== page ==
Athletics[edit]

In 2012, Oklahoma Christian joined the NCAA Division II Heartland Conference as part of its candidacy for full membership in NCAA Division II. OC also joined the National Christian College Athletic Association in 2012. The Eagles field varsity teams in Baseball, Men's & Women's Basketball, Men's & Women's Cross Country, Men's & Women's Golf, Men's & Women's Soccer, Softball, and Men's & Women's Track & Field.

Championships[edit]

Five OC teams garnered NAIA National Championships before the transition to NCAA Division II: Men's Golf in 2009 and 2011, Men's Cross Country in 2011, and Men's Tennis in 2003 and 2012. In addition, numerous OC athletes won individual NAIA National Titles in Golf, Tennis, Cross Country and Track & Field. In fall 2012, Oklahoma Christian won NCCAA national championships in Men's Cross Country and Men's Golf.[10]

Campus[edit]

Oklahoma Christian University is located two miles (3 km) west of U.S. Interstate 35 just south of the north Oklahoma City suburb of Edmond. While it is widely believed to be inside Edmond city limits, the campus is actually in Oklahoma City. The 240-acre (0.97 km2) campus is bounded by East Memorial Road to the south, Smiling Hills Boulevard to the north, S. Boulevard/N. Eastern Avenue to the west, and Benson Road and N. Bryant Road to the east. The main entrance to the campus is on Memorial Road and is marked by a large pond with a fountain. The campus contains more than 30 major buildings, with the majority built in an International and Mid-Century modern-influenced architectural style, unified through the use of red brick with light-colored stone ornamentations.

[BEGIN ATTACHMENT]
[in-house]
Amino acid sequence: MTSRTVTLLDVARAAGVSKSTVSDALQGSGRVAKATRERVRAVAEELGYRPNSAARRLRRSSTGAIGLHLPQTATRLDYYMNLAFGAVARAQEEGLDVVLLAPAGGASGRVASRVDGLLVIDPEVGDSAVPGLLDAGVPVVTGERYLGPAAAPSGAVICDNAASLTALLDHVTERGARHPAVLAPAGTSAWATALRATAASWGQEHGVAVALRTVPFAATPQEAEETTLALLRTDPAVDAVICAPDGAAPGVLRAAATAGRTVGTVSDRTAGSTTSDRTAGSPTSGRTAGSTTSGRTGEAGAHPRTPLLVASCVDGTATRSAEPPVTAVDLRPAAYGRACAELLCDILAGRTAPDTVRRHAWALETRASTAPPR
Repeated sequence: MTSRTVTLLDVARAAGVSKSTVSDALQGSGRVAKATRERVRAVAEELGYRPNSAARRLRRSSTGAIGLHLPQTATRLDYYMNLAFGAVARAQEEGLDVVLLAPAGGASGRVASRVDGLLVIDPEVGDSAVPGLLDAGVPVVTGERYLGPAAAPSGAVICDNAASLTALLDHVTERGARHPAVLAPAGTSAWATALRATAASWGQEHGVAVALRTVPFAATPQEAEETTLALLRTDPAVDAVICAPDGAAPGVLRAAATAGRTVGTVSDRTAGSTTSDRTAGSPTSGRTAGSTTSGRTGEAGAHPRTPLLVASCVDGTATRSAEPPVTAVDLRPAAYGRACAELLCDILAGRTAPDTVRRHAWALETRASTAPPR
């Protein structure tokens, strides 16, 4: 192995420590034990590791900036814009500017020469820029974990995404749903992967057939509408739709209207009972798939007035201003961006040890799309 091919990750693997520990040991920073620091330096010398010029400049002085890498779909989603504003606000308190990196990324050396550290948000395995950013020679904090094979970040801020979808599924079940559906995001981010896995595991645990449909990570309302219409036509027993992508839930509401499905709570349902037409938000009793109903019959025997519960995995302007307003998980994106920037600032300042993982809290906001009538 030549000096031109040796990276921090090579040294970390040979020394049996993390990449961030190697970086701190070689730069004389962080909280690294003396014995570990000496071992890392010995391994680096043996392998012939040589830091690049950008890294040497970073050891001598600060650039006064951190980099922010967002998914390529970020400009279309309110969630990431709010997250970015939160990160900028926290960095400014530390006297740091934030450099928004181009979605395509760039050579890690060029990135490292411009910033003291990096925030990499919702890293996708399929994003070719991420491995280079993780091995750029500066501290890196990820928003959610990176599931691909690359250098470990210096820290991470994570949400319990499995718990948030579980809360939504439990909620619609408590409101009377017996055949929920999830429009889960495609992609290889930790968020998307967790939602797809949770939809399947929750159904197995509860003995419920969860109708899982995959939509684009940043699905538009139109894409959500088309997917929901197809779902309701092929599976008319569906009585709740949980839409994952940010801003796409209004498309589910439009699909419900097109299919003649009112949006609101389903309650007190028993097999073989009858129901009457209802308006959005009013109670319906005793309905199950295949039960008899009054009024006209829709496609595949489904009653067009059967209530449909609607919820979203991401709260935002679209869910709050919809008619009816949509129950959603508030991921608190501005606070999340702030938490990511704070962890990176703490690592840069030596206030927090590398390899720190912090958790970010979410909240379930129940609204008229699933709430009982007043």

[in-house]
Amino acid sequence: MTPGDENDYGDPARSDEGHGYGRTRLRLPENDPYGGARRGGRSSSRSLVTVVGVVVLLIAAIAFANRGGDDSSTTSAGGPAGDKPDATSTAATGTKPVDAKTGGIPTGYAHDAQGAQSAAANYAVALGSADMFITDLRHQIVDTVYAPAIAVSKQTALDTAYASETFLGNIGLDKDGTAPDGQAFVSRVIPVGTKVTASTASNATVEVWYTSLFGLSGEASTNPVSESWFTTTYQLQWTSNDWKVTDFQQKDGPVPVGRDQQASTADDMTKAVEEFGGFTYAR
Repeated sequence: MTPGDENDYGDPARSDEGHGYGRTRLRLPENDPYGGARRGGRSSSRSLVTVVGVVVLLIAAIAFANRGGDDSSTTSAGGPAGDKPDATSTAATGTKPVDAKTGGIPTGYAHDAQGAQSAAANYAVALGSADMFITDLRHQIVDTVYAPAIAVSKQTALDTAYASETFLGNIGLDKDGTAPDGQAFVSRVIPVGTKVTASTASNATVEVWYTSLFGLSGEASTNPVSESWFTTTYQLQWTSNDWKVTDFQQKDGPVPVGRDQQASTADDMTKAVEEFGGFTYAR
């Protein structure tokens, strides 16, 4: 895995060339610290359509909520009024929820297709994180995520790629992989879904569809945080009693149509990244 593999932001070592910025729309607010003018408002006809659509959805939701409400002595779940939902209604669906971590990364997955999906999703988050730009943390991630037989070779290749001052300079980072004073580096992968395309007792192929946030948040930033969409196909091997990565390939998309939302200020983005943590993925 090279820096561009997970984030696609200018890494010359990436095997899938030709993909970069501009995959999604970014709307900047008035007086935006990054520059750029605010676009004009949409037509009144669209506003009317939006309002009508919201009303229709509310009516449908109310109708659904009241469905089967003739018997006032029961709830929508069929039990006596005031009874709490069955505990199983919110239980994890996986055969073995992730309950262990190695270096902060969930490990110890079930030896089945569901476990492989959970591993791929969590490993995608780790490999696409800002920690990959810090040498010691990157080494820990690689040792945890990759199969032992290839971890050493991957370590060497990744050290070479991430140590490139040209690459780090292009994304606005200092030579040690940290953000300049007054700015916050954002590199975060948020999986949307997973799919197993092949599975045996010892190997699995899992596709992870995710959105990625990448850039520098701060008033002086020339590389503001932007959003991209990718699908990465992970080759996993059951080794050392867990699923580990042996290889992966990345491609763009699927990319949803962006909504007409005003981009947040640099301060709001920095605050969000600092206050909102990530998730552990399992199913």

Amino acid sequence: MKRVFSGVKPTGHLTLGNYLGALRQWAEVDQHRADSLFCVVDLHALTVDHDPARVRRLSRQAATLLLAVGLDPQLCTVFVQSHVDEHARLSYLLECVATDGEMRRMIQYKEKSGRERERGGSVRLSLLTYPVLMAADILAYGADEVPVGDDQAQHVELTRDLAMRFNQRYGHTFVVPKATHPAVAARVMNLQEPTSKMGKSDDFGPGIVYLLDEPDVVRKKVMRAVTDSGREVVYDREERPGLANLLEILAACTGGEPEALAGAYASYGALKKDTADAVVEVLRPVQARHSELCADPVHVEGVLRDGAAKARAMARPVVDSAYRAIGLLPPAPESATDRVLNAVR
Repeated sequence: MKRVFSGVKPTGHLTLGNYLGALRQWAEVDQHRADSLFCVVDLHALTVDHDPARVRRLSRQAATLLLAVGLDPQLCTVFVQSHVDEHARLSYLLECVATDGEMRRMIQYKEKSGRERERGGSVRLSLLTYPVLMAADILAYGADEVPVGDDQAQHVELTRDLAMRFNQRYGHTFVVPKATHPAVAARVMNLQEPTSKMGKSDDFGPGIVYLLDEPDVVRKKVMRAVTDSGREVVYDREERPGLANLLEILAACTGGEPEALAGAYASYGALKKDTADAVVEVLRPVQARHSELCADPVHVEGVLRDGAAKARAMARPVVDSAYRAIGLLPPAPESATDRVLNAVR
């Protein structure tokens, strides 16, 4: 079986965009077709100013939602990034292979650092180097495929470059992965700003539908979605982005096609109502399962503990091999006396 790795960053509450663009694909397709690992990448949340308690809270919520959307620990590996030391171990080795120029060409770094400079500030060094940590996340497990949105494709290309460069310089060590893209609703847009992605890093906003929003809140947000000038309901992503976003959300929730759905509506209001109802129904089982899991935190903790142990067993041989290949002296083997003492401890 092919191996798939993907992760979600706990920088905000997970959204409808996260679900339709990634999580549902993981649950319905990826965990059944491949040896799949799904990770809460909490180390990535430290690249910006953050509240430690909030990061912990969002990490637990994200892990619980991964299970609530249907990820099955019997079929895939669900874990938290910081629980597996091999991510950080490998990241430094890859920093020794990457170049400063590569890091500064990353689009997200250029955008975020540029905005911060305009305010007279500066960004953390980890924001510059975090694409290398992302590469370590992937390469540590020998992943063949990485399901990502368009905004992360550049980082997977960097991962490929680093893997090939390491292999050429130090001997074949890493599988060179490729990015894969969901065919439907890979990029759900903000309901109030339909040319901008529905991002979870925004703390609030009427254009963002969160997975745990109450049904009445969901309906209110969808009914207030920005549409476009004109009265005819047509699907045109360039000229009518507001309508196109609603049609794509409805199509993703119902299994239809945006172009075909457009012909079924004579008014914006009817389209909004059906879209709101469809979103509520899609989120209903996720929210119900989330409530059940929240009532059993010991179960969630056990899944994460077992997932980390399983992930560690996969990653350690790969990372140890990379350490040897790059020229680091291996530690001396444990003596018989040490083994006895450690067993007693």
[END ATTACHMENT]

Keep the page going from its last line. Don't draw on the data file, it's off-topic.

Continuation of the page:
The main entrance leads directly to the center of campus. Prominently located in this area is the William-Branch Center for Biblical Studies (1987), which contains Scott Chapel. Directly north of Scott Chapel is the Mabee Learning Center (1966), which houses the Tom & Ada Beam Library, the Honors Program, and the Department of Language and Literature. The Beam Library contains more than 110,000 books and media, almost 30,000 electronic books, and access to more than 8,000 periodicals in electronic or print format. Located between the Williams-Branch Biblical Studies Center and the Beam Library's front entrance is the Thelma Gaylord Forum (1987), a heavily landscaped public space and amphitheatre intended as a relaxing study area and site for outdoor performances and events.